Processed flours, corn syrup, pesticides, artificial flavors – the modern human diet is vastly different from that of our ancestors. Americans in the 21st century consume about three and a half times more sugar daily than our 19th century predecessors and polyunsaturated fat consumption has nearly tripled. In fact, nearly everything is more abundant.
Except, perhaps, the omega-3 fatty acids.
Omega-3 fatty acids are often referred to as “brain food” in discussions of our prehistoric ancestors. DHA (an omega-3 fatty acid) is found in high concentrations in the brain and retina of healthy mammals, in whom an omega-3 deficient diet has been known to cause a decrease in cellular DHA concentrations concomitant with decreased visual and neural performance[3,4].
In fact, some anthropologists hypothesize that, because of our brain’s reliance on DHA, key evolutionary advancements in our mental capacity could only have occurred in protohuman populations consuming marine-based diets.[5, 6] Seafood is the most abundant source of omega-3 fatty acids, especially DHA.
This is a key reason the USDA recommends consumption of seafood. The USDA recommends that pregnant and breastfeeding women consume 6 to 12 ounces of omega-3-rich seafood per week . DHA is critically important during gestation and early childhood, with deficiency negatively affecting visual and cognitive development. Sadly, DHA deficiency is not uncommon. This is not surprising, given that most women (pregnant or not) do not consume the recommended amount of seafood and many do not consume seafood at all. Unfortunately, there are few other options for obtaining dietary DHA today. The National Institute of Health reports that, on any given day, 25% of Americans don’t consume any DHA at all.
There are, of course, plenty of reasons for the modern human to not eat seafood. Cost, taste, and convenience may deter women from seafood consumption. Amongst environmentalists and oceanographers, concerns over the negative impact of many forms of fishing make it even more difficult to incorporate a healthy amount of seafood into the diet. Most important, though, is concern over contaminants. Though our ancestors could eat seafood indiscriminately without risk of consuming PCBs, dieldrin, or methylmercury, these are serious concerns in our post-industrial world.
Recent archaeological discoveries suggest that our ancient ancestors (some ~150k years ago) may have been eating a marine-based diet when they began to evolve important conceptual abilities such as symbolism. However, many anthropologists still talk of human mental evolution only occurring some ~50k years go, in humans who may have done more hunting than fishing.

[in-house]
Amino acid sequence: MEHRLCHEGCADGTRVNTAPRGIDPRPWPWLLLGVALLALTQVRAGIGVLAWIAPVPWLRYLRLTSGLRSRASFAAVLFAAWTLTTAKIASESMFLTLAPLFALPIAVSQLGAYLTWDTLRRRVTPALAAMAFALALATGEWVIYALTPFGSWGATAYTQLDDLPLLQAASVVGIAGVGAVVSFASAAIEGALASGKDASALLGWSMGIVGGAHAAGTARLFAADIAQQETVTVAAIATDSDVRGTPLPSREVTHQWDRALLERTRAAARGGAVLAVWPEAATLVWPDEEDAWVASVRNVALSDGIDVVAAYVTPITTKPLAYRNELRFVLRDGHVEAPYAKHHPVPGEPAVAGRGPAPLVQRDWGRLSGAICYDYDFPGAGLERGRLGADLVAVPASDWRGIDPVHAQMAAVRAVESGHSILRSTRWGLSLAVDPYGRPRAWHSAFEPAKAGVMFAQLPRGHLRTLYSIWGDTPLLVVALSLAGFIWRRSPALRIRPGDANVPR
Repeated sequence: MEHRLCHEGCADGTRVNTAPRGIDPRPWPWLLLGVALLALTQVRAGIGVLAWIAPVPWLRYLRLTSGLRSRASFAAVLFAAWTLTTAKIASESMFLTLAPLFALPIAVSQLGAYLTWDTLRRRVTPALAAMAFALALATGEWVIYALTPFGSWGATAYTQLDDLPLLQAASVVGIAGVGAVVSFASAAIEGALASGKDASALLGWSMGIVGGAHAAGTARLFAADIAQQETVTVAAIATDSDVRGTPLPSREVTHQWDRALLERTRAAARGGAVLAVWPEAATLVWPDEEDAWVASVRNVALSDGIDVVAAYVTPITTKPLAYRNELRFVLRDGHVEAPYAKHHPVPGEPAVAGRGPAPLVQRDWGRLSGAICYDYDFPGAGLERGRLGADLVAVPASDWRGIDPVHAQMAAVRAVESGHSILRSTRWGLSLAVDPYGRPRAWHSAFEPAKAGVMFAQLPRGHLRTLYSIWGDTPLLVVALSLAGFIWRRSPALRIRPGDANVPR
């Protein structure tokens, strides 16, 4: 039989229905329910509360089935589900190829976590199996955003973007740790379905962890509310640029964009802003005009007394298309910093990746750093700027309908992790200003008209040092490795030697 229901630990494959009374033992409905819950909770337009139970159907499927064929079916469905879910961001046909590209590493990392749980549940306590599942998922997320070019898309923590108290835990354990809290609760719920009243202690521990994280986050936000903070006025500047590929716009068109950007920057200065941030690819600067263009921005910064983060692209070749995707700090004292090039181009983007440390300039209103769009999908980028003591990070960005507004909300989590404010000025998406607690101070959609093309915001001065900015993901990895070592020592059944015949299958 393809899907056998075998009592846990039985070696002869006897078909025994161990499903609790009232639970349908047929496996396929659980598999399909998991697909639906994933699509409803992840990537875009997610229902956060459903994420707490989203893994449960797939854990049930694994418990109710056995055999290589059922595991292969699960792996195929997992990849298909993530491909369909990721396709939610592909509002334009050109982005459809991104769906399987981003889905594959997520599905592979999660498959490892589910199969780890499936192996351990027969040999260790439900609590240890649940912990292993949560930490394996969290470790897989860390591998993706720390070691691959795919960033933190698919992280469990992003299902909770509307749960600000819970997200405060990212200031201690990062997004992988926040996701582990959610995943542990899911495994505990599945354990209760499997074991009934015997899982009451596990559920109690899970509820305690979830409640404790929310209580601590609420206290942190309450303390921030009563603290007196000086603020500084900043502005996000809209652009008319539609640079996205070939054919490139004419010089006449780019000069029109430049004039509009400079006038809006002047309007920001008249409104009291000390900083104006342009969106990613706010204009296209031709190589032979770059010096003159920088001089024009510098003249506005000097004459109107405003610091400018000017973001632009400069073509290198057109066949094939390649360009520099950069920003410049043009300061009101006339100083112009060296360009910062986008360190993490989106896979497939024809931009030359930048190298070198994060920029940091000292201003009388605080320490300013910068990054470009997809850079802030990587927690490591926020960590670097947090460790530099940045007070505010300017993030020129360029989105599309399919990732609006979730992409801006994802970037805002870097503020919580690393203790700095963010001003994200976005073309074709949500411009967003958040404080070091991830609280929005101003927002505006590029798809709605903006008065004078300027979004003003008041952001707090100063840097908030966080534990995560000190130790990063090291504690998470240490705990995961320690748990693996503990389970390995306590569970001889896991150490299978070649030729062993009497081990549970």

Whether our ancestors ate more or less seafood than we do, they certainly obtained more dietary omega-3 fatty acids — especially DHA and EPA — than we do . Though meat is not considered a source of omega-3s today, wild meats were and are. Our domestication practices result in a markedly different fatty-acid profile in the animals that we consume, and cattle fed on a grain-based diet generally produce meat high in omega-6s and low in omega-3s.
And so the same is true of our diets. Our diets have far more omega-6 fatty acids and somewhat less omega-3 fatty acids. Unfortunately, in the case of these fatty acids, the consumption of one cannot be accurately considered without looking at the consumption of the other.
When taking our increased consumption of omega-6s into account, the state of omega-3 consumption becomes much more concerning. These two types of fatty acids vie for preference in the human body. If there are significantly more omega-6 fatty acids in our blood stream for our body to use, our body will end up using them, rather than the omega-3s present. This results in lower omega-3 fatty acid concentration in key neural and retinal tissue, just as a dietary deficiency does.
The ratio of omega-6s to omega-3s use to be 1:1 or 2:1.
Now it’s more like 20:1.
Though we have an abundance of polyunsaturated fatty acids in our diet, it’s not an abundance of the right ones.
Check back next week for a discussion on omega-6s – what they do, and why we’re consuming so much of them!
2 Hiza, H.A.B.Bente, L. “Nutrient content of the US food supply, 1909-2004: A summary report.” US Department of Agriculture, Center for Nutrition Policy and Promotion, Washington, DC; 2007 (Home Economics Research Report No. 57).
8 Mulder KA, King DJ, Innis SM (2014) Omega-3 Fatty Acid Deficiency in Infants before Birth Identified Using a Randomized Trial of Maternal DHA Supplementation in Pregnancy. PLoS ONE 9(1): e83764. doi:10.1371/journal.pone.0083764
9 Razzaghi H, Tinker SC. Seafood consumption among pregnant and non-pregnant women of childbearing age in the United States, NHANES 1999–2006. Food & Nutrition Research 2014;58:10.3402/fnr.v58.23287. doi:10.3402/fnr.v58.23287.